Best eaten warm, straight from the cauldron, Pakistan is famous for its crispy jalebis
Desserts are a delectable treat to enjoy at any time of day.
While Desi desserts may not be the most healthy, the desserts of Pakistan are worth every calorie!
A rice pudding can’t delight you the way a firni or a kheer does. A carrot cake cannot be compared with gajar ka halwa.
Churro swirls are no way near the the jalebi spiral, and ice cream won’t satisfy you like kulfa falooda!
From dessert parlours to roadside stalls, they are available 24/7, in every corner and nook of Pakistan.
DESIblitz enlightens you with the few such collections of desserts that Pakistan specialise in.
Usually, after a good Desi dinner, the famous firni is served in a small, earthenware, clay saucer, called ‘thoothi’.
The taste of this pudding mixes with the smell of the fresh clay, absorbing the excess moisture. This keeps the rice, sugar, and milk ingredients, firm and creamy.
Flavoured with cardamom, decorated with chopped pistachio nuts, thoothi is found in pairs. Covered one over the other, and tied with a rubber band.
The best ‘thoothi’ can be found in Lahore, at Gawalmandi. Where quality remains outstanding, and not many can match its goods.
Swirling a wooden spoonful of milky firni around the glossy and soft clay saucer holds associations with childhood and home for many Pakistanis.
But, the best part is, you can easily make it at home in the UK with this recipe.
Nevertheless, you will have to get the earthenware saucers from Pakistan to feel the original taste!
It comes to no surprise that falooda in Pakistan is used as the best coolants to eat and drink.
With its rich, frosty and refreshing flavour, this falooda is a dream to counter the scorching summer sun.
Its mixture with chunks of kulfa makes it a highly melt-in-your-mouth experience that always pleases.
A scattering of jelly-like tuk malanga (basil seeds), few drops of rose syrup, a handful of vermicelli, and plenty of nuts, elevates the sweet mixture to a creaminess masterpiece.
However, every item can still be tasted distinctly.
Drizzle crushed ice over the kulfa falooda to further intensify the depth of this cool and treasured treat.
This heavenly dessert is the most popular at ‘Kasuri Falooda,’ in the heart of Lahore. With the interior decoration of mirrors, ‘Kasuri Falooda’ has a royal sparkle, making it stand out from all other falooda parlours in the city.
Dessert lovers of all ages will enjoy experiencing the unforgettable combination of kulfa and falooda.
Follow this simple recipe to feel this bowl of iced creaminess in the UK summer.
Another milky and chewy ingredient, rabri is a popular thickened creamy milk chunk for Pakistani desserts.
You will be pleasingly surprised by its unique taste.
Rabri melts in your mouth and explodes into all sorts of salty and sweet flavours.
Chunks of rabri layered on kheer, made with the finest rice, sugar and milk, celebrates the special occasions of Eid.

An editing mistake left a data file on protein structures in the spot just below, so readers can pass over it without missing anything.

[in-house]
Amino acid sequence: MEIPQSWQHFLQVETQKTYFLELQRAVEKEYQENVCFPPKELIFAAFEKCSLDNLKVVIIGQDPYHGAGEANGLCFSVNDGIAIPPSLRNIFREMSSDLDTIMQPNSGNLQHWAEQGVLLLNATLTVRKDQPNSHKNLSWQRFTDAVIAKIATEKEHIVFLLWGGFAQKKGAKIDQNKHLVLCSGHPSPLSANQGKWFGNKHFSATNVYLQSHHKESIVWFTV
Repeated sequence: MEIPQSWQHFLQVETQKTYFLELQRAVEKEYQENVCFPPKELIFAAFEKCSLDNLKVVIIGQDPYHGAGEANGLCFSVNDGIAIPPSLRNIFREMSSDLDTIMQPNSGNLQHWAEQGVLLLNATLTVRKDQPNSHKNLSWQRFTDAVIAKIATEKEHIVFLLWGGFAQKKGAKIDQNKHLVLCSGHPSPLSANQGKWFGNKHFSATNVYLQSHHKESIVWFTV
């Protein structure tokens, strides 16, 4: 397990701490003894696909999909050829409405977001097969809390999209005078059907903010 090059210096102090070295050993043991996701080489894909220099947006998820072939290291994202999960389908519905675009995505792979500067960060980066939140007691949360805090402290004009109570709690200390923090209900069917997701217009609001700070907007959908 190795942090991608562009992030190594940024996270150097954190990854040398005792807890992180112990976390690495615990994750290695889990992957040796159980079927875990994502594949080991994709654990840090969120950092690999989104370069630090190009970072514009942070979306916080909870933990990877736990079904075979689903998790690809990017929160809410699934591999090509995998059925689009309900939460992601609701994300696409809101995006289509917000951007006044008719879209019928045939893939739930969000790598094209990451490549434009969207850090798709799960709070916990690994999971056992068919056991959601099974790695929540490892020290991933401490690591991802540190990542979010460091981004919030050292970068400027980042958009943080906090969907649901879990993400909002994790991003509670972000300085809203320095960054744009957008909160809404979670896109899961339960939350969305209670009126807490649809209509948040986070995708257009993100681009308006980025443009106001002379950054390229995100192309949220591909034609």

Top it up with a sprinkle of almonds and pistachios for an extra crunchy indulgence to this irresistible sweet.
This unbelievably easy to follow recipe will ensure your taste buds are thoroughly pampered on celebrations.
Gajar Ka Halwa
This vibrant coloured semolina dish is made with one of the world’s crunchiest power foods – carrots. The cylindrical root vegetables are excellent for slightly sweetened flavours.
When it comes to health benefits, carrots are widely described as anti-aging gold.
Additionally, carrots improve vision and prevent cancer.
A combination of this orange treasure with milk, sugar, and ghee, makes it a widespread favourite across Pakistan.
Each chewy bite reveals a truly luxurious dessert, layered with khoya and topped with cashew nuts.
Tantalise your senses, and try out this recipe to recreate the gajar ka halwa at home.
Best eaten warm, straight from the cauldron, Pakistan is also famous for its crispy jalebis.
Flavourless batter poured in a circular whirling manner, adds another dimension to the shape.
The sugar syrup layer makes each bite rich with gooey bits.
A delight so crunchy, that crumbles just as you bite into it.
Coated with sprinkles of thinly chopped coconut or pistachios, jalebi is often enjoyed as a light dessert.
Give into temptation and remake these syrup-coated knotted rings with this recipe.
Making your own Pakistani dessert at home, with these simply amazing recipes, allows you to reinvent a variety of flavours.
Finish off an excellent dinner with one of these sweet cravings, which represent the culinary and cultural heritage of pre-partition Punjab. They are defined as dishes blending the border of India and Pakistan. Bringing out the best of our sweet heritage.
Many Pakistani desserts are made by thickening buffalo milk. They are cooked for a lengthy time until turned into an intensive Khoya. Whilst others are creatively deep fried in hot oil.
However, the essence of a traditional Pakistani dessert lies in the importance given to its detailed decoration of nuts.
During special occasions, they are decorated with edible silver leaf, turning sweet presentations into works of art.
To represent the true taste, desserts are placed in unglazed clay pots. This adds a distinct flavour as you can almost taste the earth of the country and breathe in its aroma.
It is this elegance and purity that makes you crave for the sweetness of Pakistani desserts.